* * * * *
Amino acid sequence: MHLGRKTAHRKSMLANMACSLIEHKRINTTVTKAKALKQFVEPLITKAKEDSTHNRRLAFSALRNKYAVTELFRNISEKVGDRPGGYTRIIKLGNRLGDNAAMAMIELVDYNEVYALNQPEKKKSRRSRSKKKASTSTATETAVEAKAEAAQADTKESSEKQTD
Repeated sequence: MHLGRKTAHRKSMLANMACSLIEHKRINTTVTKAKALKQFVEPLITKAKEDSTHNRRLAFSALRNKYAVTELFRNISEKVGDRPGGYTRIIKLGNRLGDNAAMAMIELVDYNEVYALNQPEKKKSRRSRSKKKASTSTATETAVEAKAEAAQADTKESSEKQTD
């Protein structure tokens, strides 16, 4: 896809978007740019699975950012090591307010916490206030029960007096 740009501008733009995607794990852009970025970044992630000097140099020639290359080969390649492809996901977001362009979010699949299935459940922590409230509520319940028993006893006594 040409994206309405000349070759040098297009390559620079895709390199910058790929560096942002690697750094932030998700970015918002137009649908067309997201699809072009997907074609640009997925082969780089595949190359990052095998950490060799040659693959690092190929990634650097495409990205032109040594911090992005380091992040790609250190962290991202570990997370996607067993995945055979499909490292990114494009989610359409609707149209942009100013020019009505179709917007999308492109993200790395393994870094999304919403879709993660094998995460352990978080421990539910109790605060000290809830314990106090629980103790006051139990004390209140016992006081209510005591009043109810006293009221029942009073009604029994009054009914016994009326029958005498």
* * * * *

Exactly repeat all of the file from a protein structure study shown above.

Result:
Amino acid sequence: MHLGRKTAHRKSMLANMACSLIEHKRINTTVTKAKALKQFVEPLITKAKEDSTHNRRLAFSALRNKYAVTELFRNISEKVGDRPGGYTRIIKLGNRLGDNAAMAMIELVDYNEVYALNQPEKKKSRRSRSKKKASTSTATETAVEAKAEAAQADTKESSEKQTD
Repeated sequence: MHLGRKTAHRKSMLANMACSLIEHKRINTTVTKAKALKQFVEPLITKAKEDSTHNRRLAFSALRNKYAVTELFRNISEKVGDRPGGYTRIIKLGNRLGDNAAMAMIELVDYNEVYALNQPEKKKSRRSRSKKKASTSTATETAVEAKAEAAQADTKESSEKQTD
């Protein structure tokens, strides 16, 4: 896809978007740019699975950012090591307010916490206030029960007096 740009501008733009995607794990852009970025970044992630000097140099020639290359080969390649492809996901977001362009979010699949299935459940922590409230509520319940028993006893006594 040409994206309405000349070759040098297009390559620079895709390199910058790929560096942002690697750094932030998700970015918002137009649908067309997201699809072009997907074609640009997925082969780089595949190359990052095998950490060799040659693959690092190929990634650097495409990205032109040594911090992005380091992040790609250190962290991202570990997370996607067993995945055979499909490292990114494009989610359409609707149209942009100013020019009505179709917007999308492109993200790395393994870094999304919403879709993660094998995460352990978080421990539910109790605060000290809830314990106090629980103790006051139990004390209140016992006081209510005591009043109810006293009221029942009073009604029994009054009914016994009326029958005498």